The Use And Impact Of Antimicrobial Prophylaxis In Neurosurgery At Kenyatta National Hospital, And The Economic Impact Of Treatment Of Neurosurgical Site Infections.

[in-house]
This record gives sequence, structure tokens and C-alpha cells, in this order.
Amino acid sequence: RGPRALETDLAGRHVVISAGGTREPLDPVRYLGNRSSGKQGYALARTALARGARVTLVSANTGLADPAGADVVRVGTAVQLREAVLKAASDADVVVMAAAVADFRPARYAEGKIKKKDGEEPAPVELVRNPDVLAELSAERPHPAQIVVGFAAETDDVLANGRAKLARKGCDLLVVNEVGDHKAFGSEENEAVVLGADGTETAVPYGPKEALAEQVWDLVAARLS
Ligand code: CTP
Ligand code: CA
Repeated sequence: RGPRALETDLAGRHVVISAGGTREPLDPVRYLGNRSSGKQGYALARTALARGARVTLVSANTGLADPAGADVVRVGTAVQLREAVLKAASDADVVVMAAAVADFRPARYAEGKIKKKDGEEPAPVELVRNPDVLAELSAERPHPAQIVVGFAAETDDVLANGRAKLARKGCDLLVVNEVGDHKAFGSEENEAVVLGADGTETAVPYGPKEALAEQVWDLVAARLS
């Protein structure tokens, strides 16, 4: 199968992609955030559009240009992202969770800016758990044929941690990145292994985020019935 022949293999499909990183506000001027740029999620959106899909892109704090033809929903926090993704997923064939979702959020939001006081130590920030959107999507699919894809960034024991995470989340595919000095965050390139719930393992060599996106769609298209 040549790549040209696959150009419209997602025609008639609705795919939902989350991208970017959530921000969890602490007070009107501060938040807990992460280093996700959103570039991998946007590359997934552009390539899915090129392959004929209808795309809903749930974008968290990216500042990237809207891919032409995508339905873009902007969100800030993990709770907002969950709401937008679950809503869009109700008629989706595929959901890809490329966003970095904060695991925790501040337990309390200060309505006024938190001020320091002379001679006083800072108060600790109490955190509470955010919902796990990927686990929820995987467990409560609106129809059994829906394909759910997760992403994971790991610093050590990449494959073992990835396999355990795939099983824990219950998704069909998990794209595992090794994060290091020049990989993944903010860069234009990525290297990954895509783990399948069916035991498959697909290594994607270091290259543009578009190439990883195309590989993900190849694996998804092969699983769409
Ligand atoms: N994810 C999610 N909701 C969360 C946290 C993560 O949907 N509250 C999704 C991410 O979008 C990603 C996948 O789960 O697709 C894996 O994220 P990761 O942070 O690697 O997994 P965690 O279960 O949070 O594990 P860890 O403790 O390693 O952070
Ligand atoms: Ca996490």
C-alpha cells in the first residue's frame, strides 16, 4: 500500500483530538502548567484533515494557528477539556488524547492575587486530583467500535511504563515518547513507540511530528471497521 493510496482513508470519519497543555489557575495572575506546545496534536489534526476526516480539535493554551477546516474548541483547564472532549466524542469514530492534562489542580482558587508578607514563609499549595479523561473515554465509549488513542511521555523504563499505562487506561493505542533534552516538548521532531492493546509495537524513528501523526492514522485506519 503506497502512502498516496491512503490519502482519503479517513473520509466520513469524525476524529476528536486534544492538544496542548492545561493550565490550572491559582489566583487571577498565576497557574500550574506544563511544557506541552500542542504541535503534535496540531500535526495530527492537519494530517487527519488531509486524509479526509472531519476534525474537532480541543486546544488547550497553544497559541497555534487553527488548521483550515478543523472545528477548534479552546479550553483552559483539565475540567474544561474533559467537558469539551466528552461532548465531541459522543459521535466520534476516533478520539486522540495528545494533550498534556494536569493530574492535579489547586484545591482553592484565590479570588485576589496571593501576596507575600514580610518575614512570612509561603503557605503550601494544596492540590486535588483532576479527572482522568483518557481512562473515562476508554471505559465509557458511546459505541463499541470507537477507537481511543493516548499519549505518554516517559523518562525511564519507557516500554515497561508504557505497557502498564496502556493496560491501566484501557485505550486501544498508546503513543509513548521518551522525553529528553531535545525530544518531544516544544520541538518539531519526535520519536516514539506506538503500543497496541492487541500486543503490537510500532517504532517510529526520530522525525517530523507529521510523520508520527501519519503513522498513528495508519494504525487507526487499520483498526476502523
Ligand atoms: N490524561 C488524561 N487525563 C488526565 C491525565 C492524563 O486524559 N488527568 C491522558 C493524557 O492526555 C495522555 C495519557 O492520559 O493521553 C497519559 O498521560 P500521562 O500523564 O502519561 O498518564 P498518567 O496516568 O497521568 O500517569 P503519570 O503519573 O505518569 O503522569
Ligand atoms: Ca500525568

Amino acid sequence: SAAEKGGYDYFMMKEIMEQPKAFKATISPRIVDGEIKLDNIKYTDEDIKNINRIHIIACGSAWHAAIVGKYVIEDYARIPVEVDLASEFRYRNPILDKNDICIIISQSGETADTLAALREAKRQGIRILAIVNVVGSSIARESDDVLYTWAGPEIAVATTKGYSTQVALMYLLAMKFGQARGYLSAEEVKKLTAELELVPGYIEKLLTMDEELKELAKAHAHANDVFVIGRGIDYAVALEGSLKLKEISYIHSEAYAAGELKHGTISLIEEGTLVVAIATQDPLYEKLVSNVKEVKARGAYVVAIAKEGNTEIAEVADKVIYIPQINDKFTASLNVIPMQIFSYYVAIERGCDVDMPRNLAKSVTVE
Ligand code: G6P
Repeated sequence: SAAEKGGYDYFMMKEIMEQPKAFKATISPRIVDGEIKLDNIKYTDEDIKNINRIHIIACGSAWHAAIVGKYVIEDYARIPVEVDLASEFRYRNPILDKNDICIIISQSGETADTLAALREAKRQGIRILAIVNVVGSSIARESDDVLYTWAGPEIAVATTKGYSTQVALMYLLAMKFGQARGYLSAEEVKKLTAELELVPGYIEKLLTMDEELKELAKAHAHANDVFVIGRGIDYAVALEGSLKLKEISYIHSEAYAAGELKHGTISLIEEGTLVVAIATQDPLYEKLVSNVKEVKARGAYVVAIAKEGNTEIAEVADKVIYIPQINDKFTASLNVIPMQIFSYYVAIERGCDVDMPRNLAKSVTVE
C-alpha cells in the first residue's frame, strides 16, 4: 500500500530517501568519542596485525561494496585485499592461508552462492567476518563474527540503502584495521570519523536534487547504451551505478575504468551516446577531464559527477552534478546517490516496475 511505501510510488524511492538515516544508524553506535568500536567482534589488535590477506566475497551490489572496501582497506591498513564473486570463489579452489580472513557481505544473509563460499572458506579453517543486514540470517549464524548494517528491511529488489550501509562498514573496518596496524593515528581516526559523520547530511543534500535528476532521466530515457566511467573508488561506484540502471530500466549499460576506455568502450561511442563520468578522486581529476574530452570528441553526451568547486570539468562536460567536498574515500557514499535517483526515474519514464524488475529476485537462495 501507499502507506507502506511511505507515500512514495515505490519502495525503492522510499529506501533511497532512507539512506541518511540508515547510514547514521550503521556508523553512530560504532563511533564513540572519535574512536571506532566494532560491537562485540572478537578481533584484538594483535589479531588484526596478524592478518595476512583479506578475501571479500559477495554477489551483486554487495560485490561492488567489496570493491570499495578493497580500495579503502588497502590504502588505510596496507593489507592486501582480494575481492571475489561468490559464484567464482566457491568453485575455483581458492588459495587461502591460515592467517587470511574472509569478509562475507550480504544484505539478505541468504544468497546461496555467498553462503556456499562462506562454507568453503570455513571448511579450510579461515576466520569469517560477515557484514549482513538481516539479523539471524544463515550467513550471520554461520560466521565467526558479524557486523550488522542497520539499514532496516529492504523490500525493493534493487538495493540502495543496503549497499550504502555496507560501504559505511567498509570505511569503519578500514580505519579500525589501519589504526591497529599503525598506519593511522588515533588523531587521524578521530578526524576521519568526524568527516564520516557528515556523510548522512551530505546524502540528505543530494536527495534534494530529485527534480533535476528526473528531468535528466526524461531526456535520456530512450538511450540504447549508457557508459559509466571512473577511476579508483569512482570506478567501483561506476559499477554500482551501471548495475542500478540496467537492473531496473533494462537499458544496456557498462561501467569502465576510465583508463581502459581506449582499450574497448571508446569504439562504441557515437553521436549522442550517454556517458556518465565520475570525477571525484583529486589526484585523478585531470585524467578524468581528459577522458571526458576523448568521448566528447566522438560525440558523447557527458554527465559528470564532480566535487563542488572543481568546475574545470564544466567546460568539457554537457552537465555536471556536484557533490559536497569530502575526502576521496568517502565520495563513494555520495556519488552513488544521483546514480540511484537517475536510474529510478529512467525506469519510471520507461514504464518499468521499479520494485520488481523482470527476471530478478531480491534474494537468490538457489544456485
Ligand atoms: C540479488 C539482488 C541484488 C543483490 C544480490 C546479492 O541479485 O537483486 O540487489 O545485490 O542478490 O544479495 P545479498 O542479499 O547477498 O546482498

Background Neurosurgical site infections are associated with high morbidity and mortality and increased hospitalisation costs. There is paucity of data on the incidence, impact and cost of neurosurgical site infections among trauma patients with contaminated to dirty wounds in East Africa. There are no systematic reviews and meta-analyses evaluating antimicrobial prophylaxis in neurosurgery in the region. Objectives The objectives of the study were to generate and appraise quality of evidence for antimicrobial prophylaxis, measure the prevalence and incidence of surgical site infections among trauma patients and identify independent patient and surgical risk factors for development of surgical site infection. The study also set out to evaluate the effectiveness of antimicrobial prophylaxis, identify the patterns of antimicrobial use and medication errors and evaluated the cost of treating neurosurgical site infections. Methods The study was conducted between September 2013 and January 2016 at the Kenyatta National Hospital Neurosurgical unit. Adult neuro-trauma patients with contaminated to dirty wounds were recruited. A systematic review and meta-analysis were carried out to evaluate the quality of evidence for antimicrobial prophylaxis. A cross sectional study was conducted to identify patient and procedure related risk factors for infection. A cohort study was conducted to determine the incidence of surgical site infections, efficacy of antimicrobial prophylaxis and patterns of xxiii antibiotic use. A cost of illness study was carried out to determine the impact of surgical site infections on patient expenditure. Descriptive and inferential data analysis was done using STATA version 13 software. Approval to carry out the study was obtained from the Kenyatta National Hospital- University of Nairobi Research and Ethics Committee. Results Moderate quality evidence supported the use of systemic antimicrobial prophylaxis. For the cross sectional study, the prevalence of surgical site infections was high, at 21%. The commonest causes of trauma were assault (40%) and road traffic accidents (34%). There was a statistically significant association between the cause of trauma and development of infection (p=0.004). The independent risk factor for development of surgical site infections was trauma due to assault (OR 0.27; 95% CI 0.07, 1.02) and this was statistically significant (p=0.054). From the cohort study, craniotomy was the most common surgical procedure performed (56.5%, n=39). Only 26.1% (n=18) patients received antibiotics for prophylaxis, with ceftriaxone being the most commonly used (78%, n=14). The incidence of surgical site infection was 37.7% (n=26). Presence of an epidural haematoma was an independent risk factor for development of infection (OR 7.368, 95% CI 1.396, 38.894). Craniotomy and evacuation of haematoma procedures, when done on the same patient, were protective for patients with epidural haematomas. Following effect measure modification, antimicrobial prophylaxis was only effective in patients who had undergone both craniotomy and evacuation of haematomas (OR 0.50, 95% CI 0.18, 1.38). Unexpectedly, the effectiveness of prophylaxis also increased with an xxiv increase in the number of surgical procedures and the duration of surgical procedures for those who underwent craniotomy. Several medication errors were noted: overdoses, unspecified dose, route and frequency of administration for all antibiotics, prolonged duration of antibiotic use, inappropriate choice and combinations of antibiotics, inappropriate doses, and an unclear distinction between prophylaxis and treatment of infection. The total expenditure on all health commodities was higher in patients with infection than those without infection. The key cost drivers were expenditures on meropenem, phenytoin, urea, electrolyte and creatinine tests and CT scans. Conclusion Systemic antimicrobial prophylaxis is effective in preventing neurosurgical site infections. Use of antimicrobial impregnated shunts is too expensive. The incidence of infection among trauma patients with contaminated to dirty wounds is high. Antimicrobial prophylaxis effectiveness increases when craniotomy and evacuation of haematomas are done on the same patient. Irrational antibiotic use has no impact on the rates of surgical site infection. Neurosurgical site infections increase treatment costs of neurosurgical trauma patients.
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